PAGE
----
Tuesday, 26 June 2012

On the radio: 27 June 2012

So, I've been doing a fortnightly art spot on Nine to Noon for over two years now. And I've always been super shy, for some reason, about talking about this here on my (rather neglected, about to get healthier) blog and on Twitter (where, you know, I basically live.)

I've decided it's time to stop being shy  and start telling people what I'll be talking about each fortnight and sharing the links in advance (you can also find them, along with galleries of images, on the Nine to Noon page on the Radio New Zealand website.)

Art spot, Wednesday 27 June 2012 (around about 11.45am)

This week, solo exhibitions in Christchurch and Wellington by Ann Shelton, Ben Buchanan, and Hannah and Aaron Beehre, and a new way to discover and share our culture and heritage through the Digital New Zealand website.

Digital New Zealand sets

From my 'Come Hither set' set: Jeanette Elphick modelling blouse. K E Niven and Co :Commercial negatives. Ref: 1/2-210390-F. Alexander Turnbull Library, Wellington, New Zealand. http://beta.natlib.govt.nz/records/22856130

A new way to collect and share items from the amazingly rich collections amassed by Digital New Zealand. Some sample sets:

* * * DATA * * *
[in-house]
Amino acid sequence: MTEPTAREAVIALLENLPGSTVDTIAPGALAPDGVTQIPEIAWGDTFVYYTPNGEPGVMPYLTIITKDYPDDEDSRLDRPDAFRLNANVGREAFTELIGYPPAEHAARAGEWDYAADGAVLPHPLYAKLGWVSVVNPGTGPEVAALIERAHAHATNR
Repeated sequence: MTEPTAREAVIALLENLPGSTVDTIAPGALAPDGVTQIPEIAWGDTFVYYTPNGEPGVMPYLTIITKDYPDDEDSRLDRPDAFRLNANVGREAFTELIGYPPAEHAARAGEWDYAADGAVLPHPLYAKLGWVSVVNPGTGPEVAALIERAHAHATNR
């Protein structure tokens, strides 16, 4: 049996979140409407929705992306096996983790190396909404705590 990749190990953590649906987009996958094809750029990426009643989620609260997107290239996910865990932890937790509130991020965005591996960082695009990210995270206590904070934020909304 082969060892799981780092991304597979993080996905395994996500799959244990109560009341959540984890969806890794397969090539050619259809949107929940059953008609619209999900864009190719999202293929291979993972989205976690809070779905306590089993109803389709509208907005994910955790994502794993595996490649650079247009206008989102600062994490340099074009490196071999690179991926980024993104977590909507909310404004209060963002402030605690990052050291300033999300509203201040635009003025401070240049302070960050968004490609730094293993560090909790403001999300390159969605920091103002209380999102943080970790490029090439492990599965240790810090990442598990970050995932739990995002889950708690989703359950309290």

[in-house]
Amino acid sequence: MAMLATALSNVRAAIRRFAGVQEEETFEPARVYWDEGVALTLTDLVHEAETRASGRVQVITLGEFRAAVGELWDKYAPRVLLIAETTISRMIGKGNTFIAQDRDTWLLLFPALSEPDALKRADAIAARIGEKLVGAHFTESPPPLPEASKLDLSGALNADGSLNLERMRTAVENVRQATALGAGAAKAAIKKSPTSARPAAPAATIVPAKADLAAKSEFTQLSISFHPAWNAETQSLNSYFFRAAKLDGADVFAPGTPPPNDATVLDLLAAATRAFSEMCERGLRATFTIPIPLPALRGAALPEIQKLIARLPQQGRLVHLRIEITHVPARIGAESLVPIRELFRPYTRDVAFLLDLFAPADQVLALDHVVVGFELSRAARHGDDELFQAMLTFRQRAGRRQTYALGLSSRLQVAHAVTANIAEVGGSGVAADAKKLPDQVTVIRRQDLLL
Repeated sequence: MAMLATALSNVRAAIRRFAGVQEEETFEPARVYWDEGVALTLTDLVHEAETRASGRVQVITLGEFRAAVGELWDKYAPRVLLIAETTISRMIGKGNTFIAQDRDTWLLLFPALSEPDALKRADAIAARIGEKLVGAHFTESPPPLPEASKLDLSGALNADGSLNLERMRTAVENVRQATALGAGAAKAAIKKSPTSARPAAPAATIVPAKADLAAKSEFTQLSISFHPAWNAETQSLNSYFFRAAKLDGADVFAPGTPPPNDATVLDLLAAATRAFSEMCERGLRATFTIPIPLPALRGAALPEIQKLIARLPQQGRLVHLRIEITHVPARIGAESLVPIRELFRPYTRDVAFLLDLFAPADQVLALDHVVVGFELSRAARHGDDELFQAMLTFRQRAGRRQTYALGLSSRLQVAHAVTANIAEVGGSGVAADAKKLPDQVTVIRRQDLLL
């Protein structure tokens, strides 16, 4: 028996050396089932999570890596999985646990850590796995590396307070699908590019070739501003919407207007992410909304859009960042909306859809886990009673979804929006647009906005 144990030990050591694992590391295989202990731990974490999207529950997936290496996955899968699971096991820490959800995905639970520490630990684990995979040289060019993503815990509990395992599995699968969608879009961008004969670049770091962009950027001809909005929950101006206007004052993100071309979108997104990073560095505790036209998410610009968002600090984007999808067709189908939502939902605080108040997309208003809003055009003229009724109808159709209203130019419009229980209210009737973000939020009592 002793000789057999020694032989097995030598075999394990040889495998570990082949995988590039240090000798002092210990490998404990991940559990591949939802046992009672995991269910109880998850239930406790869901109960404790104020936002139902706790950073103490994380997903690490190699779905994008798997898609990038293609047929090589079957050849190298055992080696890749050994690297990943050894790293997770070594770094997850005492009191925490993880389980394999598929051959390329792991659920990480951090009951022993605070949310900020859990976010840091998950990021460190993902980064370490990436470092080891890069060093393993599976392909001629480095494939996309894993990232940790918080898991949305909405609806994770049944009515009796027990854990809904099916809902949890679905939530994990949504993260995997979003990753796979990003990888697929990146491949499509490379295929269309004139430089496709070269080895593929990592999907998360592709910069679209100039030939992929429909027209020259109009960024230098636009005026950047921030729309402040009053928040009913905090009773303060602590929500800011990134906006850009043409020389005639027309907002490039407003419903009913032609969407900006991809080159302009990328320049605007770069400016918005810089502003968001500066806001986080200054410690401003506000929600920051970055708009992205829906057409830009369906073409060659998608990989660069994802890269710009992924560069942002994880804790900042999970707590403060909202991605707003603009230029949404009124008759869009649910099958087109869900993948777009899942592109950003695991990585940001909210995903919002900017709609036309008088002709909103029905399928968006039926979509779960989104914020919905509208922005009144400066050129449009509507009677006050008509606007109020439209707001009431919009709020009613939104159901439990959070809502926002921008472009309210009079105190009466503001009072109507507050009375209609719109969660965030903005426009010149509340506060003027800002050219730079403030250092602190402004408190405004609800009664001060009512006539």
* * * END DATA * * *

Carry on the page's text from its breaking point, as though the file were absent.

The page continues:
Woman on left, leaning on table
Eric Lee-Johnson’s star trails 
Photographs by Anne Noble
Photographs by Laurence Aberhart 
Plischke - man, building, design
Girls and books
We like to read it read it
Come hither 

Anne Shelton’s In a Forest at The Dowse, Lower Hutt

A documentary project uncovering the history of the so-called 'Hitler Oaks' from the 1936 Berlin Olympic Games.

About the exhibition

Anne Shelton’s website 

Ben Buchanan’s Forever at The Dowse, Lower Hutt

An arrestingly joyful wall-drawing on a massive scale.

About the exhibition

Megan Dunn on Ben Buchanan’s ‘Forever’ 

Hannah and Aaron Beehre Waters Above Waters Below at NG (212 Madras Street - temporary Christchurch Art Gallery space) Christchurch

The third in Christchurch Art Gallery's 'Rolling Maul' series, Hannah and Aaron Beehre have used a camera obscura to convey the upside-down strangeness of live in contemporary Christchurch.

About the exhibition

Lara Strongman on ‘Waters Above Waters Below’ 

Andrew Paul Wood on ‘Waters Above Waters Below’

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